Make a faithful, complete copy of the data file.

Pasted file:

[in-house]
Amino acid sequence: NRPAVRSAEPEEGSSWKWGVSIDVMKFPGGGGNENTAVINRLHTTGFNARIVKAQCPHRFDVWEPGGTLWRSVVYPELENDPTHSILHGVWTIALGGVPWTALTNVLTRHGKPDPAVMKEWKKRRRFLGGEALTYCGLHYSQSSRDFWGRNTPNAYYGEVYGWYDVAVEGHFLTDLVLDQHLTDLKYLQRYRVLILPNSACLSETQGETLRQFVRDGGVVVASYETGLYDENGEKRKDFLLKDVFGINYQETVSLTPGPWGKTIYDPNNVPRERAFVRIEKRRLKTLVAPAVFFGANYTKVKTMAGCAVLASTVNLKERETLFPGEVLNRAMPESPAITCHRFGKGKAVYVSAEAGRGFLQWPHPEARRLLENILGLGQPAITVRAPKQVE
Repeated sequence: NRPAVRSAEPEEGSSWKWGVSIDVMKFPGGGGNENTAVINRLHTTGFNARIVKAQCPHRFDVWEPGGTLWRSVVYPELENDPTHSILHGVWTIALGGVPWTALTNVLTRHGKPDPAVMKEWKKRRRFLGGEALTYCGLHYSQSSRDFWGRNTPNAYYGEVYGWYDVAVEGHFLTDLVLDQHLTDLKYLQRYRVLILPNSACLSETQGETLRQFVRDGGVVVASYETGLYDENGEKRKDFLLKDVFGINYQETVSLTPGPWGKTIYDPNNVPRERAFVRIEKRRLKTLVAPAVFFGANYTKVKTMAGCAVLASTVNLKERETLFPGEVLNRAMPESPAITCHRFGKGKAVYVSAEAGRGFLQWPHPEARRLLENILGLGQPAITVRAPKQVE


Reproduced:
[in-house]
Amino acid sequence: NRPAVRSAEPEEGSSWKWGVSIDVMKFPGGGGNENTAVINRLHTTGFNARIVKAQCPHRFDVWEPGGTLWRSVVYPELENDPTHSILHGVWTIALGGVPWTALTNVLTRHGKPDPAVMKEWKKRRRFLGGEALTYCGLHYSQSSRDFWGRNTPNAYYGEVYGWYDVAVEGHFLTDLVLDQHLTDLKYLQRYRVLILPNSACLSETQGETLRQFVRDGGVVVASYETGLYDENGEKRKDFLLKDVFGINYQETVSLTPGPWGKTIYDPNNVPRERAFVRIEKRRLKTLVAPAVFFGANYTKVKTMAGCAVLASTVNLKERETLFPGEVLNRAMPESPAITCHRFGKGKAVYVSAEAGRGFLQWPHPEARRLLENILGLGQPAITVRAPKQVE
Repeated sequence: NRPAVRSAEPEEGSSWKWGVSIDVMKFPGGGGNENTAVINRLHTTGFNARIVKAQCPHRFDVWEPGGTLWRSVVYPELENDPTHSILHGVWTIALGGVPWTALTNVLTRHGKPDPAVMKEWKKRRRFLGGEALTYCGLHYSQSSRDFWGRNTPNAYYGEVYGWYDVAVEGHFLTDLVLDQHLTDLKYLQRYRVLILPNSACLSETQGETLRQFVRDGGVVVASYETGLYDENGEKRKDFLLKDVFGINYQETVSLTPGPWGKTIYDPNNVPRERAFVRIEKRRLKTLVAPAVFFGANYTKVKTMAGCAVLASTVNLKERETLFPGEVLNRAMPESPAITCHRFGKGKAVYVSAEAGRGFLQWPHPEARRLLENILGLGQPAITVRAPKQVE